And it got me to do some soul searching.

For far too long, most people would chalk up our societal challenges as cultural or political struggles. In a way they are. However, on a much deeper level, our problems are spiritual problems. I’ve always known that, but in the last week, I’ve relearned that powerful truth.

Spirituality centers around four main questions: Who are we? Whose are we? What is our purpose? What’s our destination?

To simplify things even more, I believe that spirituality centers on our ability or inability to love and our ability or inability to do good and avoid evil. Increasingly more of us are at a loss for how to do these things. We see our shortcomings, not just in the physical violence some people commit, but in the verbal violence, self-centeredness, and apathy many more of us struggle with.

The answer to our dilemma, quite simply, is love.

Also running in the soundtrack of my thoughts has been a deep desire to connect with people to talk about deep things and to do meaningful life together, but so often barriers like religion (I’m a Christian and a pastor) get in the way. Cultural and political differences throw their weight around, too.

While we cannot whitewash those differences or pretend they don’t exist— they most certainly do!— could there be a common ethic which could form new community for the purpose of inner- and interpersonal change and transformation? Could we learn to recognize and treasure our differences and diversity, all the while sharing in the greatest yearnings of our common humanity?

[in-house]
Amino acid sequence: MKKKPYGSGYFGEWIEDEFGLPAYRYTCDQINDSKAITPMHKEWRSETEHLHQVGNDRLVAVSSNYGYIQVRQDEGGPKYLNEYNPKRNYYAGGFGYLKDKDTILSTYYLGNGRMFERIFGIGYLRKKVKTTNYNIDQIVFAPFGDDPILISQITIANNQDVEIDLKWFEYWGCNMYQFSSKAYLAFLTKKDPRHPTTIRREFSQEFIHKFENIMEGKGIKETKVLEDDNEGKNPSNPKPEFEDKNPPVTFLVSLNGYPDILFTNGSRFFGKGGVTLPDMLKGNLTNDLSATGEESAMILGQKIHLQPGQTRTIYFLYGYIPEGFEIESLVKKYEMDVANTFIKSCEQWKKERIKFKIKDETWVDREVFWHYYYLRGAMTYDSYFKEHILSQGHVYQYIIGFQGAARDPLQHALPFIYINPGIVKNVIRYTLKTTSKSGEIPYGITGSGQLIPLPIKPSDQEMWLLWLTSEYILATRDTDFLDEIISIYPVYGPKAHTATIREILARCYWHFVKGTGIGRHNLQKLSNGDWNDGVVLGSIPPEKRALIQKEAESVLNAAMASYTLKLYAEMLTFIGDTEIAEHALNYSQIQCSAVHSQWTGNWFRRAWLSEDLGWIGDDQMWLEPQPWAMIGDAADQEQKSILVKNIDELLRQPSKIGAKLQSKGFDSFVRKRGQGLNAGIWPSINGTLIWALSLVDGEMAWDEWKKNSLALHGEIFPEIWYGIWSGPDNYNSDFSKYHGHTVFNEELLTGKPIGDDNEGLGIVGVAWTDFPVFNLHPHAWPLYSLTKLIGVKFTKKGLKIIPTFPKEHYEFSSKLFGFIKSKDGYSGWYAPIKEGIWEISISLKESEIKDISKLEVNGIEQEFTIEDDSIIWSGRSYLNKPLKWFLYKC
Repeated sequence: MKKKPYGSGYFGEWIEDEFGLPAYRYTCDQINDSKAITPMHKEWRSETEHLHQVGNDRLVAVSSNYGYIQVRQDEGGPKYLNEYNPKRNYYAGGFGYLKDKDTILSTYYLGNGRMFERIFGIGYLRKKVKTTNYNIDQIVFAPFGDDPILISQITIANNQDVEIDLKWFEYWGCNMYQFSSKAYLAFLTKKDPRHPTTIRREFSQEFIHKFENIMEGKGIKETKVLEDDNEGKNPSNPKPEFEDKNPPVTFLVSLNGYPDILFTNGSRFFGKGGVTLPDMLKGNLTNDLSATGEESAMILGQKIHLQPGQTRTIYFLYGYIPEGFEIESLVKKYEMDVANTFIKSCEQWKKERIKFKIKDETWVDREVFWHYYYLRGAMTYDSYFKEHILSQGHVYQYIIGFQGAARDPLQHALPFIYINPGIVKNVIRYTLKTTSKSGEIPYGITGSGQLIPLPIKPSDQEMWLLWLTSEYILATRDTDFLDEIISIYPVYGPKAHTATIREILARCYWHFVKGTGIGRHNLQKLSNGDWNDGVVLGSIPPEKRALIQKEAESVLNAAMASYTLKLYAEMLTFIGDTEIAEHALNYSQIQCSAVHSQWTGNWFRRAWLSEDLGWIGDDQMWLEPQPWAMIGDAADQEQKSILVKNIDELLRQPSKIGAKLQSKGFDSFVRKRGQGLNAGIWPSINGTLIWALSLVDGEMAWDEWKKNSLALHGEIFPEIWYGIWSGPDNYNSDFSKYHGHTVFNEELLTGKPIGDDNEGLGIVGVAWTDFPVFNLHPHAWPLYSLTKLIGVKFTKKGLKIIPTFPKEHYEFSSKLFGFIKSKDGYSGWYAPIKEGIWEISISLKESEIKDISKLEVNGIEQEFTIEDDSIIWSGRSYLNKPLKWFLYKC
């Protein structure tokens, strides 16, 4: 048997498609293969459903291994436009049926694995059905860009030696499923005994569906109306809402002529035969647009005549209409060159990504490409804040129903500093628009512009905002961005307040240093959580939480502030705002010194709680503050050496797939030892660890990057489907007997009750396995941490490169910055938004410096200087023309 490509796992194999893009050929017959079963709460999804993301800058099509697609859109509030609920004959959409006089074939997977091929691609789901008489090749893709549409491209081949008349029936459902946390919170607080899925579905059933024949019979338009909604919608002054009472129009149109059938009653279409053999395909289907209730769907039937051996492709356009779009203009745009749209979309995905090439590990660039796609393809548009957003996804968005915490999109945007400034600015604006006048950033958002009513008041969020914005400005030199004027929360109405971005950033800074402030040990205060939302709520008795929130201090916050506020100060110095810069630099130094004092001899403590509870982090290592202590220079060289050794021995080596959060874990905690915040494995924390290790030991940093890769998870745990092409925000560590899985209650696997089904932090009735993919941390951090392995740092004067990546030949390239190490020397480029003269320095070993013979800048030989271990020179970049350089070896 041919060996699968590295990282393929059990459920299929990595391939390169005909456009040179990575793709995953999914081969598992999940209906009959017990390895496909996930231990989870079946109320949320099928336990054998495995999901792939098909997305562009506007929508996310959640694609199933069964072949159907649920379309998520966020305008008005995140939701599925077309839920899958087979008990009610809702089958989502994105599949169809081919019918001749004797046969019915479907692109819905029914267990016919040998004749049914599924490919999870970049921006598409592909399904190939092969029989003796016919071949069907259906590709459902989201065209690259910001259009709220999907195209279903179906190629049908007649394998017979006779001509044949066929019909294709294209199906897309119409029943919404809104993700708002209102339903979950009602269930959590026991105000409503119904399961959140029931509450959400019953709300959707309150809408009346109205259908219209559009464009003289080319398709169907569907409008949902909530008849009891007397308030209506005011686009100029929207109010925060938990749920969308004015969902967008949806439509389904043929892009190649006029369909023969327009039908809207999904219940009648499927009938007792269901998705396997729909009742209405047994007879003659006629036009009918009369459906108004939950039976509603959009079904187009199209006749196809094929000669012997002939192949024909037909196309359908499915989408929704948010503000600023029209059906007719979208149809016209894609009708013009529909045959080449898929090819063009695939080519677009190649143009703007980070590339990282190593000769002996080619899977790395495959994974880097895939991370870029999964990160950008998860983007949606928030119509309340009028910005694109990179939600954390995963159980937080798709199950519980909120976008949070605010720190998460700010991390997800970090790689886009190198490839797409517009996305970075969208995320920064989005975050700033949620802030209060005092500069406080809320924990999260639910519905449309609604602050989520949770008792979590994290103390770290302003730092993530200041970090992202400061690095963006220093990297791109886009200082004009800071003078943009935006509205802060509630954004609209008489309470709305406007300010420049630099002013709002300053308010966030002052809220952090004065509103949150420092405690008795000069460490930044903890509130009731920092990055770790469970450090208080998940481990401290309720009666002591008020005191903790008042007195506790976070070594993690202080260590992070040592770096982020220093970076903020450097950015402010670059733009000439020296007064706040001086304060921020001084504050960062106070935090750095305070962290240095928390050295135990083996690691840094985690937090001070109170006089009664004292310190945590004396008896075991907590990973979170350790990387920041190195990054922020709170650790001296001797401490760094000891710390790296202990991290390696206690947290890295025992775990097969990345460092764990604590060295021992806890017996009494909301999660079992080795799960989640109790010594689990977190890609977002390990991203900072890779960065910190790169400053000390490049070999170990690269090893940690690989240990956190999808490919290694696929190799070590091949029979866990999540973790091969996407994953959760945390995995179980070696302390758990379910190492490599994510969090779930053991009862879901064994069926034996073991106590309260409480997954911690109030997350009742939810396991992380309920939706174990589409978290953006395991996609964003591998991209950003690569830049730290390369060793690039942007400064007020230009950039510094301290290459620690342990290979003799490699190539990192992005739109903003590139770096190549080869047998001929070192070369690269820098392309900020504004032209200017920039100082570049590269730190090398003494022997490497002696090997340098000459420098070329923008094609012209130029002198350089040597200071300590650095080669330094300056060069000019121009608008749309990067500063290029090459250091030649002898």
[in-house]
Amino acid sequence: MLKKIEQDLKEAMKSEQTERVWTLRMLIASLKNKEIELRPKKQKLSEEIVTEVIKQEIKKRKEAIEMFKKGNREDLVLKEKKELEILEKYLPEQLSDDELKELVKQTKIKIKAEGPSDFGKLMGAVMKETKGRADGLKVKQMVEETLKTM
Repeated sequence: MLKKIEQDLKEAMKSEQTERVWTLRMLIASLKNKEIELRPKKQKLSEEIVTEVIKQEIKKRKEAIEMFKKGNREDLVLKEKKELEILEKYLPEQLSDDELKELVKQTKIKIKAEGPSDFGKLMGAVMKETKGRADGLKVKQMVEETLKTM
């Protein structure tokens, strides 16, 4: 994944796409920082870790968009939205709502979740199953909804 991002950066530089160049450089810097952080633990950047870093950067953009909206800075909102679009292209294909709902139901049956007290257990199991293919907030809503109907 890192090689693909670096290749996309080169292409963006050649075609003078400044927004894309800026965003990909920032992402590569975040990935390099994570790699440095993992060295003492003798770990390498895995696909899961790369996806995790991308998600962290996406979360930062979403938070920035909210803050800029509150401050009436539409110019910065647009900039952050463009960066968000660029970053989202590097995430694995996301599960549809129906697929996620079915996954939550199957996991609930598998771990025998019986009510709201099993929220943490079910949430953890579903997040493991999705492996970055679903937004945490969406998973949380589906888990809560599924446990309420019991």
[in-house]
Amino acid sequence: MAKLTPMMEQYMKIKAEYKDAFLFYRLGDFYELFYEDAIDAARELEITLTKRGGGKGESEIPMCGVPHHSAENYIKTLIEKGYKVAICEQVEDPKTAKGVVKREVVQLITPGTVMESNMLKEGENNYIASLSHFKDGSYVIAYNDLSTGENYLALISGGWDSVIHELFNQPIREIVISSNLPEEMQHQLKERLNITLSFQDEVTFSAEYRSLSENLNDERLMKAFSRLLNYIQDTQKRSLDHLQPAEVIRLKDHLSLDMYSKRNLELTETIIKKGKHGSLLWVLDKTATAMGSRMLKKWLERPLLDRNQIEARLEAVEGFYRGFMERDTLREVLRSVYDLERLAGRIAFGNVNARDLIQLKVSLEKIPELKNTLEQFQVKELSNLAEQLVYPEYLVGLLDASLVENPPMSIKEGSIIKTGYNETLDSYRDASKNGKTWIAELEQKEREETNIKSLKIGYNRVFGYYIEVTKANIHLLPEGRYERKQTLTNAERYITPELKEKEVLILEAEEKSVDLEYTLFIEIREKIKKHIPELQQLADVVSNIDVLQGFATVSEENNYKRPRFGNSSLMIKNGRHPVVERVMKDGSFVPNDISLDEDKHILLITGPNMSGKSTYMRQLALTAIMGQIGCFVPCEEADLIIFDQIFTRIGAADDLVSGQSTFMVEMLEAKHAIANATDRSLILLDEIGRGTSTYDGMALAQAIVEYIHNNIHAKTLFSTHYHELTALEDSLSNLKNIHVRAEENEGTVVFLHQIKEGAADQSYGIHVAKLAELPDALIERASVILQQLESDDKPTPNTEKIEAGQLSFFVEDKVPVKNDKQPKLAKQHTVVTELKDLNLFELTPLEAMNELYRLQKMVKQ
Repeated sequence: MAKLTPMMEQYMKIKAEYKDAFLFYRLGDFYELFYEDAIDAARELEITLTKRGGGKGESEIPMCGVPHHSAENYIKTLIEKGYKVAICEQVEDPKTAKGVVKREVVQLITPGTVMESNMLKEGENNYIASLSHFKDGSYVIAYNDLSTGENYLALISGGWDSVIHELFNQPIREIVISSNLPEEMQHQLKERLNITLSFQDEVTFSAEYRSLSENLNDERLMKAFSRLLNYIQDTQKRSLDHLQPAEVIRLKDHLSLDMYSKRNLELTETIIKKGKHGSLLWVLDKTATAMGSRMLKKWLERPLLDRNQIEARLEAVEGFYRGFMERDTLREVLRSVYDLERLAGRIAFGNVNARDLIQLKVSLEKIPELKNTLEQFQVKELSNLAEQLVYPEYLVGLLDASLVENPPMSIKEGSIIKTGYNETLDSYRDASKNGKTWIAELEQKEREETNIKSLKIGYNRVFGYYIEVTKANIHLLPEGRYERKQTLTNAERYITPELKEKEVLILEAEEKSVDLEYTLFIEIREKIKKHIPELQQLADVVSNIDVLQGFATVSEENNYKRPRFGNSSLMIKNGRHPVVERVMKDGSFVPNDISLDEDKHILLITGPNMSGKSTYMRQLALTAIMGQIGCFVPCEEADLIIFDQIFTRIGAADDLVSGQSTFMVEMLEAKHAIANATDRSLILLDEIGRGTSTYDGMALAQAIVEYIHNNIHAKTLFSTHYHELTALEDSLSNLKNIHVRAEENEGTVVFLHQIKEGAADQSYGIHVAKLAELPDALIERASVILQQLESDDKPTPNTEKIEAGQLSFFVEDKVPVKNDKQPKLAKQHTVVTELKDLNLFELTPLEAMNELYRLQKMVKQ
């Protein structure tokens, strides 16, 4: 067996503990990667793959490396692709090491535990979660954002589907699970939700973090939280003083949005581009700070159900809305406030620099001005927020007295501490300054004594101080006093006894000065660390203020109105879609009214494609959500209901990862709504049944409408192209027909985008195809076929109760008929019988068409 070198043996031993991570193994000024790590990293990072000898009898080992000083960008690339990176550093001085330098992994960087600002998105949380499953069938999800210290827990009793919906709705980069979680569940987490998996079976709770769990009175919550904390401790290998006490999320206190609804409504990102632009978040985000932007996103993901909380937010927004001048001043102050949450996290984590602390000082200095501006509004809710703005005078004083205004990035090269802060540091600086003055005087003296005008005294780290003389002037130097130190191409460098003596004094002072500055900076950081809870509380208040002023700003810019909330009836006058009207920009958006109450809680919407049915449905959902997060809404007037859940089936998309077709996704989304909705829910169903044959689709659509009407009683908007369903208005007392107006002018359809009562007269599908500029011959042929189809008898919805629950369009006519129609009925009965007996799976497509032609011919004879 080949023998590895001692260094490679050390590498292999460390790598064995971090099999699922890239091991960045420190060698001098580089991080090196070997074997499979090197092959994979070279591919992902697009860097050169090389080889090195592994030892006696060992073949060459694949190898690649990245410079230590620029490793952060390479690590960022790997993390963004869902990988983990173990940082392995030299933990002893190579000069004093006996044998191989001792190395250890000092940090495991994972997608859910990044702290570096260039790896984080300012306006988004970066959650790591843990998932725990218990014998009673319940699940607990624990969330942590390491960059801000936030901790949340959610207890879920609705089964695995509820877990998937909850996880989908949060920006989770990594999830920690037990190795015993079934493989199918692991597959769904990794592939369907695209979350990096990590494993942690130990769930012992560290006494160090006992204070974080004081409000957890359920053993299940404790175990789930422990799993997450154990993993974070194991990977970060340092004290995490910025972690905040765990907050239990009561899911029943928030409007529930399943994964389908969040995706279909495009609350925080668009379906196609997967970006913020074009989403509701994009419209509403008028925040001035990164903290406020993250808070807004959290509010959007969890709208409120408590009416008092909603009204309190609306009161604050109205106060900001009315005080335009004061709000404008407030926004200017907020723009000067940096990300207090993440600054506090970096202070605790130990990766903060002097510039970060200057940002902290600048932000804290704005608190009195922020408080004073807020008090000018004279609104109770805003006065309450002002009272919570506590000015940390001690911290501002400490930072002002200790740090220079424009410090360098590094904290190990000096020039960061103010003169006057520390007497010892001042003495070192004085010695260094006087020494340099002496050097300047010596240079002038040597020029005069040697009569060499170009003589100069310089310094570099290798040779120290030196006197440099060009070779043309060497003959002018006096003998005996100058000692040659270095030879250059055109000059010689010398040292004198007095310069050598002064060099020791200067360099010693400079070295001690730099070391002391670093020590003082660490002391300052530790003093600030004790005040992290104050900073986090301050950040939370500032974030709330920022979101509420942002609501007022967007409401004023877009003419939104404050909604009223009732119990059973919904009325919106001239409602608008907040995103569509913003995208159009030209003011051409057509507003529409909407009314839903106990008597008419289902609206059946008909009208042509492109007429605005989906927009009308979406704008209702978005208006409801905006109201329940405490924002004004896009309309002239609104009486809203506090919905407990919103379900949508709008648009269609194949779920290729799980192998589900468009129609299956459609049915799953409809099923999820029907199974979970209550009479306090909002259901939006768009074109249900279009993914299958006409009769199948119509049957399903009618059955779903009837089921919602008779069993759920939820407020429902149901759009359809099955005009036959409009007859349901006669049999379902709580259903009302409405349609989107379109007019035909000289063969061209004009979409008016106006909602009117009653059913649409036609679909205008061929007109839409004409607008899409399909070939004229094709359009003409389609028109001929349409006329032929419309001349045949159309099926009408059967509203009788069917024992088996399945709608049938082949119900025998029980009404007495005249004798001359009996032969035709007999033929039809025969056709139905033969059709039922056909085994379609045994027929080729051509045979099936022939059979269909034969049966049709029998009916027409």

I firmly believe that the answer is yes– a resounding YES. That yes is the basis of Greater Love Annapolis.

With Greater Love Annapolis, I envision the establishment of a network of neighbors committed to something I call “the ethic of Greater Love”. That ethic is centered on four main principles:

  1. Unconditional Love
  • Living by the Golden Rule: loving our neighbors as we love ourselves, and expressing that love in thoughtful, intentional, practical, and ongoing ways
  • Seeking to build relationships of cooperation and friendship with all of our neighbors, regardless of culture, race, nation of origin, sexuality, economic status, religious or political affiliation
  • Offering our neighbors the gift of deep listening for the purpose of understanding and empathy
  • Striving for forgiveness and reconciliation wherever there are broken relationships